12 April 2010

Bad Design - Reagan Parking Lot

One of the items in my long list of Books To Write Some Day is a project I'm calling The Book Of Bad Design. Maybe I'll do it as a blog instead, but the general concept is to present poorly designed objects and examine what went wrong... then propose design solutions.

In anticipation of someday creating such a thing, I've been collecting examples and thought I might share a few of them here on RPL.

The photo to the left is of a parking lot at Reagan National Airport in DC. Notice the sign reading "D9" on the street light. Notice also the long line of street lights stretching off into the distance. Although you can't tell from this photo, I can confirm that every single one of those lights has a sign which reads (wait for it...) "D9." Really? Yes, really.

Running parallel to the long line of D9 parking spots are other rows, with similarly consistent labeling. This means that even if you remember you parked in row D9, your car could be anywhere along a rather lengthy row. The simple solution of course would be to give each light its own unique label, such as D1, D2, etc (for the D-row), and C1, C2, etc for the C row.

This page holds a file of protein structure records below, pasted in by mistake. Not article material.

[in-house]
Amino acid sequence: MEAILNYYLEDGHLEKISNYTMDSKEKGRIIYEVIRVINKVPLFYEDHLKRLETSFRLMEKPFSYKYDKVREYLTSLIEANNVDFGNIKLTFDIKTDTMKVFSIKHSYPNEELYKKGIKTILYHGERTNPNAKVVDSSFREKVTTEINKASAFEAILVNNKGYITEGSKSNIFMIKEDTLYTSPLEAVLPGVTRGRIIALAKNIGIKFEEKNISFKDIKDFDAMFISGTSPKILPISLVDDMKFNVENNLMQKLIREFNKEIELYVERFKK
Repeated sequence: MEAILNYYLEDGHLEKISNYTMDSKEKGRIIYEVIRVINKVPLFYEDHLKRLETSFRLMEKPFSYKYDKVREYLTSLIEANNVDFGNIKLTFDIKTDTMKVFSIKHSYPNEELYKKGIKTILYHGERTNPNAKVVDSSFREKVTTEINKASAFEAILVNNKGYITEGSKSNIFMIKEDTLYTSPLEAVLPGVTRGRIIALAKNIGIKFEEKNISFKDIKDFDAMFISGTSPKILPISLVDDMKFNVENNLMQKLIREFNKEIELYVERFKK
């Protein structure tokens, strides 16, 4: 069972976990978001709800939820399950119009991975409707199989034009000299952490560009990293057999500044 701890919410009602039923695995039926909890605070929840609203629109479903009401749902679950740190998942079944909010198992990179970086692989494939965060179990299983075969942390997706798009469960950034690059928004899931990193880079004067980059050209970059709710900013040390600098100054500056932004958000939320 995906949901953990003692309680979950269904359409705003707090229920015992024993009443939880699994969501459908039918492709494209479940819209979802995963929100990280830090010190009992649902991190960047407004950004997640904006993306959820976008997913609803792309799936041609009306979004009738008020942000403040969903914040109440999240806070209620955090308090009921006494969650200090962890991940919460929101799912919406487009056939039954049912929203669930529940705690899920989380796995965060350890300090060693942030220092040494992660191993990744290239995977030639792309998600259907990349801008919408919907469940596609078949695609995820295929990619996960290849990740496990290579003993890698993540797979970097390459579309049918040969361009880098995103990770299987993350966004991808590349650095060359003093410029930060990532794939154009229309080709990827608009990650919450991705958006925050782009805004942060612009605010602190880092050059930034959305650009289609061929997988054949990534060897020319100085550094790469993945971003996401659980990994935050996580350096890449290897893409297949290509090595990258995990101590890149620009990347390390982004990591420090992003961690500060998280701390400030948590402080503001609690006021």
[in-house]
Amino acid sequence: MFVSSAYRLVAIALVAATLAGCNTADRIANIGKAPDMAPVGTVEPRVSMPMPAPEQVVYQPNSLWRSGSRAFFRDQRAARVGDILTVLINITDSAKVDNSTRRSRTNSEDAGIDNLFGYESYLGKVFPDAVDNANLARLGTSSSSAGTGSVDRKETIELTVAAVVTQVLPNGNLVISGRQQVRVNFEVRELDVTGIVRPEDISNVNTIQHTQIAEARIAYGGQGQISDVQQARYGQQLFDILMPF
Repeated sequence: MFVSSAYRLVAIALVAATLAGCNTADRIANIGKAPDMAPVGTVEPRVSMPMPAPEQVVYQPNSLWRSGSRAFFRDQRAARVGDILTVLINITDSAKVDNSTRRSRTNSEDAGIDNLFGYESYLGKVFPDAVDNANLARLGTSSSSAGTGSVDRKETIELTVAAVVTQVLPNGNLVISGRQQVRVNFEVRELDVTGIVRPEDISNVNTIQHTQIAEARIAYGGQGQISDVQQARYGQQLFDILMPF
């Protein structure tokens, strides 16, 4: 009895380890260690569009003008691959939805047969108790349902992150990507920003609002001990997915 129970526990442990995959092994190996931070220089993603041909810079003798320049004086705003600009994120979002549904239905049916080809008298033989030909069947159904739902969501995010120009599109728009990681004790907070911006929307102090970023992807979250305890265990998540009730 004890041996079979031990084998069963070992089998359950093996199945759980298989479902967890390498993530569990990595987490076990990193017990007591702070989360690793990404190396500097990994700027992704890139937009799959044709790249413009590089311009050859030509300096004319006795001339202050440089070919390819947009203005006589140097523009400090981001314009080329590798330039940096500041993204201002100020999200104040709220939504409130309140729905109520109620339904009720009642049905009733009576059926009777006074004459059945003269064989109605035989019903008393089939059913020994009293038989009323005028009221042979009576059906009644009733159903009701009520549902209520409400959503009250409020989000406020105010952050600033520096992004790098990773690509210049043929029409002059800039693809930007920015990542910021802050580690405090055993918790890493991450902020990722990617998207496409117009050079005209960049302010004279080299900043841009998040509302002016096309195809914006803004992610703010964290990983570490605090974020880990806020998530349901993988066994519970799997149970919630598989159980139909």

I can't imagine why the parking lot designers decided to use this labeling convention. They got so close to a usable design, then completely whiffed it. But it was better than the shuttle bus design... more on that soon.


Craig Brown said...

yeah, hat stuff is so common it's funny, and not at the same time.

Check this site that lays a similar game.

Glen B. Alleman said...


Here in Boulder - the people republic of Boulder - the parking lots are designed by people who do not drive cars!!!

Antonio said...

It's the Itchy and Scratchy Lot from The Simpsons...

David said...

Maybe they ran out of numbers or letters. I have it on good authority (my 6-year old and either of my 5-year olds) that there are only so many numbers you can use.

Watcher said...

Great idea for a book; check Victor Papaneck's 'Design for the Real World'

Nice to see parking and way-finding come up; in a previous career I was an architect who often ended up coordinating car park design (none as big as the one photographed), and yes, designing for efficient parking, movement and way-finding is not a trivial task, compounded when one has to also accommodate engineering demands (pipes, easements, soft soil, etc), structure and water movement.